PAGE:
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Mag By Craig Gabriel

THE LONG AND WINDING ROAD
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THE LONG AND WINDING ROAD

The long and winding road, that leads to that door, the journey over the last year will never disappear, many times she’s been alone and many times she’s cried, any way you'll never know, the many ways she’s tried, to reach that door. 

It’s been ajar and once again it is ajar for Serena Williams as she enters the final of the US Open for the ninth time, looking for a record seventh title in her 31st major final as she tries to equal Margaret Court’s all-time record of 24 majors.

“Honestly, it is remarkable,” she said. “I couldn't have predicted this at all. Just been working really hard. Like I said, this is just the beginning of my return. I'm still on the way up. There's still much more that I plan on doing. You don't reach your best a couple months in. That's kind of where I am now. I just feel like there's a lot of growth to still go in my game. That's actually the most exciting part.”

Trying to set up a road block is Naomi Osaka who is the first Japanese woman to reach the final of a major. This is their second meeting this year – Miss. Osaka had won the BNP Paribas Open in Indian Wells and then drew Miss Williams in the first round of Miami and beat the woman she refers to as her idol. That was the American’s second event back.

Incredibly this week is the one year mark since she had her baby Alexis Olympia and navigated what became that long and winding road which resulted in four surgeries to essentially save her life.

“I got a little emotional (on court) because last year I was literally fighting for my life in the hospital,” Miss. Williams said. “To come from that, in the hospital bed, not being able to move and walk and do anything, now only a year later, I'm not training, but I'm actually in these finals, in two in a row. Like I said, this is the beginning. I'm not there yet. I'm on the climb still.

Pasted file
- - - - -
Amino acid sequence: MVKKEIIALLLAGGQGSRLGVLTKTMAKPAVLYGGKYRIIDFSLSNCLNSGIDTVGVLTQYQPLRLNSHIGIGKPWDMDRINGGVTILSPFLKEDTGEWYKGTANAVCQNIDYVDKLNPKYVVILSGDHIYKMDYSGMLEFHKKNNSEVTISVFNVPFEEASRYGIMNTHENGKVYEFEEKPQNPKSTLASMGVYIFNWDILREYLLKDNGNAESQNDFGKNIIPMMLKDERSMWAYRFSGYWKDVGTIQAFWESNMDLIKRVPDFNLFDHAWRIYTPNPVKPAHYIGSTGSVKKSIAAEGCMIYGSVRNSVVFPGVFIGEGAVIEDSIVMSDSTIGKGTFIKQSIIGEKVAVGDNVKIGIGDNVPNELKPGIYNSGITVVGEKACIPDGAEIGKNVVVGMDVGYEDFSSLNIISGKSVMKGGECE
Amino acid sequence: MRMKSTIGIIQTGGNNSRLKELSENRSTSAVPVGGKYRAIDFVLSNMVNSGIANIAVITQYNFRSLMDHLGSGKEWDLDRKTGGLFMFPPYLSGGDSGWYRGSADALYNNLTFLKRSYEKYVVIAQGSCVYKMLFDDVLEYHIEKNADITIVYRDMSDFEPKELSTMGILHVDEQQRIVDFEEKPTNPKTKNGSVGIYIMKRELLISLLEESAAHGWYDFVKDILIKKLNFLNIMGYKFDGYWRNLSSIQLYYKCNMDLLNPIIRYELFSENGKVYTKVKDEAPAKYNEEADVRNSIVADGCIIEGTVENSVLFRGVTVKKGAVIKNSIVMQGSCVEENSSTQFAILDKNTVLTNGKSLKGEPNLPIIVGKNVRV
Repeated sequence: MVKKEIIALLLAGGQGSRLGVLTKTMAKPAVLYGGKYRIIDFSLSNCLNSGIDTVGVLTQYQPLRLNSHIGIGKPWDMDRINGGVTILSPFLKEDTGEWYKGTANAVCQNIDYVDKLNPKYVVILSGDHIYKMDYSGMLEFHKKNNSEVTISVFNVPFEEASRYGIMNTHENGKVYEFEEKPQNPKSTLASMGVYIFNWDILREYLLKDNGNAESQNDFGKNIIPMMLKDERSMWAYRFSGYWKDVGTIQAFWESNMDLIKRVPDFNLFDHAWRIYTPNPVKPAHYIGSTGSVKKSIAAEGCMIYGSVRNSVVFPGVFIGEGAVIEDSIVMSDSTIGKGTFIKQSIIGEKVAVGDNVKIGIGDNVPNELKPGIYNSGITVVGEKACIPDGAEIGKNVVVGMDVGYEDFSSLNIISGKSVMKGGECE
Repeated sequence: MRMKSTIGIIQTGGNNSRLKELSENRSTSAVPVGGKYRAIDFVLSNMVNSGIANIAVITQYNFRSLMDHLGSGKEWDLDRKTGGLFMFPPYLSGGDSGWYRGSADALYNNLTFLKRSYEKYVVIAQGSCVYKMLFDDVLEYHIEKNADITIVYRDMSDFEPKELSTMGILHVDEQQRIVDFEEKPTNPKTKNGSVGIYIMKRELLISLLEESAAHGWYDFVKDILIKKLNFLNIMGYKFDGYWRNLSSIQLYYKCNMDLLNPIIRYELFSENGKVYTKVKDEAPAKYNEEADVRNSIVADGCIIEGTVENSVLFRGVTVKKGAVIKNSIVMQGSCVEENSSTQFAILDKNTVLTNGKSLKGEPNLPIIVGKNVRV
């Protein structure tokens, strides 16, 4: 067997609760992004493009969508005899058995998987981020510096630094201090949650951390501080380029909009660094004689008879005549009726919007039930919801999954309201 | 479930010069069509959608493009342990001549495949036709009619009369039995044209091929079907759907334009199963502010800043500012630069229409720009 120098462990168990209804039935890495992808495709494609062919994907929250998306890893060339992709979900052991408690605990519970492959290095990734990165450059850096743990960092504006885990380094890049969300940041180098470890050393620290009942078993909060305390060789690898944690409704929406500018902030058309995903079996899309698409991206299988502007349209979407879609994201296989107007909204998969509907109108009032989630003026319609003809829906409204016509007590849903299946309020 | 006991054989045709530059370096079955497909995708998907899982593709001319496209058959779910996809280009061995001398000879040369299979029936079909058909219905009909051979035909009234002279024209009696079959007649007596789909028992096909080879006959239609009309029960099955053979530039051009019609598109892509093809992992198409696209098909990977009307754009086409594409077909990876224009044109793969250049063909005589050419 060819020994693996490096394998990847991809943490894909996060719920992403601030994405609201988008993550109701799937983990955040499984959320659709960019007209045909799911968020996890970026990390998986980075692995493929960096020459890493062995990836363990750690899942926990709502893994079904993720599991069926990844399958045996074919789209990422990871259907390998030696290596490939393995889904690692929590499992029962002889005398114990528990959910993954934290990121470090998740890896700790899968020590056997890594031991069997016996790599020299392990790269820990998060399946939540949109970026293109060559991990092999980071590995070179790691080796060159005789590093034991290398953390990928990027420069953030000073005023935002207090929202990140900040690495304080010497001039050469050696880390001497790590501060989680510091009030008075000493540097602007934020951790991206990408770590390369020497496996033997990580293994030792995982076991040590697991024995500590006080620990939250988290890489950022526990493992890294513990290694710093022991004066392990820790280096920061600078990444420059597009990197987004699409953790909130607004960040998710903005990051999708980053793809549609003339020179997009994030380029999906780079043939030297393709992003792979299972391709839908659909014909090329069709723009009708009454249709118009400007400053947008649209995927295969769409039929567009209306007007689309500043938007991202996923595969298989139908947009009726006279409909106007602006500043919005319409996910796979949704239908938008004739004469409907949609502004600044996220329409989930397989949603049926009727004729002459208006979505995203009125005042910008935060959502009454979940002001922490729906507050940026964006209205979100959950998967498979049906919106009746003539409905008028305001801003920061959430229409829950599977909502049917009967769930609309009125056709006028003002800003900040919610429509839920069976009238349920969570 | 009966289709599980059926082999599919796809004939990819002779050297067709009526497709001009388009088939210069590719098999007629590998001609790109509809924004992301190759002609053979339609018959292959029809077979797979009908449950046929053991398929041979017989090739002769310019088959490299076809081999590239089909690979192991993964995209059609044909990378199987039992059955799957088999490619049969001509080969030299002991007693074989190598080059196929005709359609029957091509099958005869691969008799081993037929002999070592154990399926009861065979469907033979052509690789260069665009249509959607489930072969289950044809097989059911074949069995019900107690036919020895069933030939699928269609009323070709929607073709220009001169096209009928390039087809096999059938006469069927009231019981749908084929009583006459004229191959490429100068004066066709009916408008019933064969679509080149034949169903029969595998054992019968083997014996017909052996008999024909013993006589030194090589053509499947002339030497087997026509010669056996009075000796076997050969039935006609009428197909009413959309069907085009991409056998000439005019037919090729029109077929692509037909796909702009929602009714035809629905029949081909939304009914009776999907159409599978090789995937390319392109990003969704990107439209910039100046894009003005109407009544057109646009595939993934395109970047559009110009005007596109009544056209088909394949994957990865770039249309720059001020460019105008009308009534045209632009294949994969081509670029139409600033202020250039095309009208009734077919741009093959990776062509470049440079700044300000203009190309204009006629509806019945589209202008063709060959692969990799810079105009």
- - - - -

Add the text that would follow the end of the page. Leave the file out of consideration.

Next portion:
“I just feel like not only is my future bright, even though I'm not a spring chicken, but I still have a very, very bright future. That is super exciting for me.”

She can’t indicated how far she from her best; many feel she is there. Serena thinks maybe 60% and if that is the case, it should be a warning to the other women. And interestingly she says that she “don’t feel like me”.

“I think it takes time. My mom said it takes, like, a full year to kind of get back. I'm at a full year now, but I'm also playing a sport professionally. The emotions and expectations and all the other stuff that you add on top of it, it's a lot,” Serena added. “I just feel like I'm definitely not there. Even my body is different. Like, I actually weigh less than I did before I got pregnant, but it's distributed differently now.”

Miss. Osaka says this all feels surreal, being in a major final and in particular having the legend across the net. As a young person she dreamed that one day she would “play Serena at the US Open in the final.

“Just the fact that it's happening, I'm very happy about it,” she said. “At the same time, I feel like even though I should enjoy this moment, I should still think of it as another match. Yeah, I shouldn't really think of her as, like, my idol. I should just try to play her as an opponent.”

Asked how those dreams turned out, Naomi looked up smiling: “You already know. I don’t dream to lose. That’s how I’m answering your question.”

Let’s see if the door at the end of that long and winding road flies open.